Cabinet is being asked to set the wheels in motion for the next phase of Birmingham Cycle Revolution (BCR).
The next phase will focus on developing segregated cycle routes along two of the city’s most important commuter corridors – the A38 between Birmingham city centre and Selly Oak, and the A34 between the city centre and Perry Barr.
More than £11 million will be invested in creating two-way cycle paths allowing cyclists to travel in safety and confidence on all-weather lanes, separated from other road users such as cars, buses, vans and lorries.
A further £1.4 million will be spent on infrastructure to join the two routes through the city centre, establishing a continuous north-south cycle highway.
Each of the new cycle paths will be around 4km long and will link up the Selly Oak and Life Sciences Green Travel Districts, which include the Queen Elizabeth Hospital and University of Birmingham campus, with the proposed Green Travel District at Perry Barr (the Food Hub) where an extensive area-wide regeneration programme is already under way centred around the new wholesale markets site and a redeveloped local centre.
Construction work is scheduled to start next year after detailed consultation with communities and stakeholders, with completion due by the end of 2018.
Birmingham Cycle Revolution is also investing in improved cycling infrastructure and shorter, local routes within selected Green Travel Districts (GTDs), designated areas across Birmingham where people are put before cars, enabling them to walk, cycle or take public transport safely, reducing congestion, pollution and collisions, and promoting healthier, safer communities. BCR will work closely in partnership with communities, campaign groups and other organisations to ensure the best possible solution is implemented.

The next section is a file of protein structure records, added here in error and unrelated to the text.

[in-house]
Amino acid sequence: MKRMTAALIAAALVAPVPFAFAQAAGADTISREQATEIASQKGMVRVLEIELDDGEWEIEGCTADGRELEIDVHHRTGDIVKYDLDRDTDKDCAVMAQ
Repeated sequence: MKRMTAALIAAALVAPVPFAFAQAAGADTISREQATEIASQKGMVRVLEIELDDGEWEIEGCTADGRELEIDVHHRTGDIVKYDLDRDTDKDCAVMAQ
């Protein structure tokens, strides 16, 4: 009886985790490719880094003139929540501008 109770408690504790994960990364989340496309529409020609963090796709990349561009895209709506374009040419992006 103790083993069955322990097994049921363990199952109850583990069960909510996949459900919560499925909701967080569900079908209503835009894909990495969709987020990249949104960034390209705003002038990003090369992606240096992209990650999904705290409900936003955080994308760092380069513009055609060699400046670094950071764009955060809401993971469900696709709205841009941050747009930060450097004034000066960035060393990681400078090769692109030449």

Councillor Stewart Stacey, Cabinet Member for Transport and Roads at Birmingham City Council, said:
“We have listened carefully to feedback from cyclists regarding the work we have done so far on Birmingham Cycle Revolution and will now be focusing on the development of two higher quality segregated routes which will better meet the needs and expectations of existing and future cyclists.
“This means that rather than focusing on schemes which rely primarily on painted lines and signage, we are now looking at the creation of routes which will enable cyclists to use our roads while completely segregated from other traffic, which will be safer, as well as making for a more enjoyable cycling experience. The Department for Transport (DfT), which has provided funding for BCR, has agreed to this new focus.
“This next phase of BCR will improve connectivity between the city centre and two sites which are among the most important locations for major growth potential. Cycling is an affordable and sustainable form of transport which can open up previously inaccessible opportunities, including employment opportunities for young people by enabling them to travel to work or training.”
The move is also being welcomed by cycling campaign groups.